January 14, 2020 By: Brian Mull — Perched atop The Cradle on a brisk December morning, the future of Pinehurst Resort and Country Club shines brightly, clear as the Carolina sky above.

The nine hole par-3 course, 789 yards of pure golf joy, has delighted golfers of any age and ability since it opened in the fall of 2017. Requiring merely a handful of wedges and a putter, the unique adventure tests a golfer’s touch and imagination but primarily provides a forum to have fun. The on-course bar opens each day at noon.

Forever an integral piece of American golf history, Pinehurst is pressing onward into the next decade and beyond, balancing a rich tradition built upon the footsteps of Nicklaus, Palmer and every golf legend against a progressive mindset focused on providing the total experience for the modern golfer. Always a haven for interesting golf, Pinehurst has enhanced not only its courses in recent years, but dining, entertainment and accommodations, creating incentive for guests to park their car, unpack their bag and settle in for a spell.

“There are so many great things going on in golf right now,” Pinehurst president Tom Pashley said. “When you’re at Pinehurst you’re celebrating this game we all love.”

Pashley is responsible for carrying out the vision of the Dedman Family, who bought the resort in 1984 and have spent more than $100 million in upgrades and renovations during their ownership.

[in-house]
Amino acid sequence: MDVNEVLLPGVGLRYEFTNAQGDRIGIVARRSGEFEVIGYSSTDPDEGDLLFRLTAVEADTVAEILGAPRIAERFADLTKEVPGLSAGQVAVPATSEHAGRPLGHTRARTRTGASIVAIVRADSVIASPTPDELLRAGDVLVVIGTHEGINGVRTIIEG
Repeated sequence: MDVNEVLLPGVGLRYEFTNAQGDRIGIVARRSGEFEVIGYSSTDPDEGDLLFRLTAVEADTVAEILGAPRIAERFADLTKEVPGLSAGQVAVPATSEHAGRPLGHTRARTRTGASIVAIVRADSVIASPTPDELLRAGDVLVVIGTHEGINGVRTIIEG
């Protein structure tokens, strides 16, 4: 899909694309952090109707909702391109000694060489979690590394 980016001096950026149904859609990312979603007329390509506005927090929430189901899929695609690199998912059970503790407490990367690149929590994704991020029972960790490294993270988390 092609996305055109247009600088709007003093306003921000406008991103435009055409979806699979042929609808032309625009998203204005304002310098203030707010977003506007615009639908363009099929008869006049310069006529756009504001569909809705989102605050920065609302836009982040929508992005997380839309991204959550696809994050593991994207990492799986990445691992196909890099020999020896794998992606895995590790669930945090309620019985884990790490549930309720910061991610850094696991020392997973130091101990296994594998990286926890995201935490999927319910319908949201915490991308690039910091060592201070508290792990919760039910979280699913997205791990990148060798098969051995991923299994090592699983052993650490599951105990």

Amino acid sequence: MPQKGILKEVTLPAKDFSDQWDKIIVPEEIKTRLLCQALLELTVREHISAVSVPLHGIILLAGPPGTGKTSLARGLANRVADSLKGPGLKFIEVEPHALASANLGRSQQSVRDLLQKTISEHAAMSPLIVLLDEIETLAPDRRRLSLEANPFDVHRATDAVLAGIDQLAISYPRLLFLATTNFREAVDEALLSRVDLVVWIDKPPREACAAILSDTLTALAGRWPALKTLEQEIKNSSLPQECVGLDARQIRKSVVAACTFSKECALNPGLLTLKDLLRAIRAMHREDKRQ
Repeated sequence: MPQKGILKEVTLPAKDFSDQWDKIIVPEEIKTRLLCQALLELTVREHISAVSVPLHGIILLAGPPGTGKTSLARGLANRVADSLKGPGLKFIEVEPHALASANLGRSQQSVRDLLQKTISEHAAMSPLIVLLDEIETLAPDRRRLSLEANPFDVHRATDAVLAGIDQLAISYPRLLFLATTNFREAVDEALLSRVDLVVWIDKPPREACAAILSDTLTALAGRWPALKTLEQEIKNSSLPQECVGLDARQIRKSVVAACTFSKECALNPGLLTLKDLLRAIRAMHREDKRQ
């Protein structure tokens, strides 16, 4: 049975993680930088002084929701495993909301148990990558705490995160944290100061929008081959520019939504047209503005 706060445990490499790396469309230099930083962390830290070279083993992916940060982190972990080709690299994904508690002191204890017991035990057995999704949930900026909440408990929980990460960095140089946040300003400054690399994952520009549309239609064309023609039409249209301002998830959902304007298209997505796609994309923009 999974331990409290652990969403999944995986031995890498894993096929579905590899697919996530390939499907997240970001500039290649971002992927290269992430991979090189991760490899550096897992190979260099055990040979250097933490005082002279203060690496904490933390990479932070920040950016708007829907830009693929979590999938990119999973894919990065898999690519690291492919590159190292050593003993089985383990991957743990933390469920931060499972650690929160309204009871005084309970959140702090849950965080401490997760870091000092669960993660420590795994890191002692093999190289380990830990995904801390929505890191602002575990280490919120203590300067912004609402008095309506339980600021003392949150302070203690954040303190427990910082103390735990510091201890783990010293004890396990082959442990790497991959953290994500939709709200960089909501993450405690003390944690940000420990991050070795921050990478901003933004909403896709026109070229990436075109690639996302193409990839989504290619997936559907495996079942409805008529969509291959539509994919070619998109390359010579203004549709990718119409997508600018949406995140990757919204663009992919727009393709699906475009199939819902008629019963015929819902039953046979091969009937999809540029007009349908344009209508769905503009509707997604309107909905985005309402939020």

“This story could have gone the opposite way if you didn’t have an owner, a family who believes in stewardship, who believes in preparing for the future and isn’t just trying to pull everything out of the investment already made but is willing to reinvest,” Pashley said. “We’ve had a lot of fun implementing these ideas but it’s only because of the vision of the ownership.”

Pinehurst No. 1 opened in 1899, the first of four courses designed by the Scotsman Donald Ross, who became a legendary architect with more than 400 layouts to his credit. Ross built wonderful courses throughout the country but the village remained home, residing in a lovely cottage adjacent to the third fairway of on his famed No. 2.

Photos of Ross and the many famous guests who have visited Pinehurst, from Annie Oakley to Nelson Rockefeller, adorn the walls inside the clubhouse. There are quotations from golf greats Ben Hogan, Arnold Palmer and Tiger Woods, among others, professing their admiration and respect for No. 2. Architects Bill Coore and Ben Crenshaw returned the course to its roots in 2011, widening the fairways, removing the Bermudagrass rough and replacing it with native wiregrass, creating a course Ross would recognize. That restoration – just three years before No. 2 played host to the U.S. Open and U.S. Women’s Open in consecutive weeks – triggered the flurry of recent upgrades, additions and renovations that span the property.

“It emboldened us to be true to Pinehurst’s core,” Pashley said. “Golf is a sport, a game where people do care about the past. But Pinehurst is not a time capsule. We never want this to be a place where people say ‘this is where the greats used to play’ and marvel at what used to happen here. You can still come here and celebrate the past but we want to be a living museum. I think about adding color photos to our black-and-white photos.”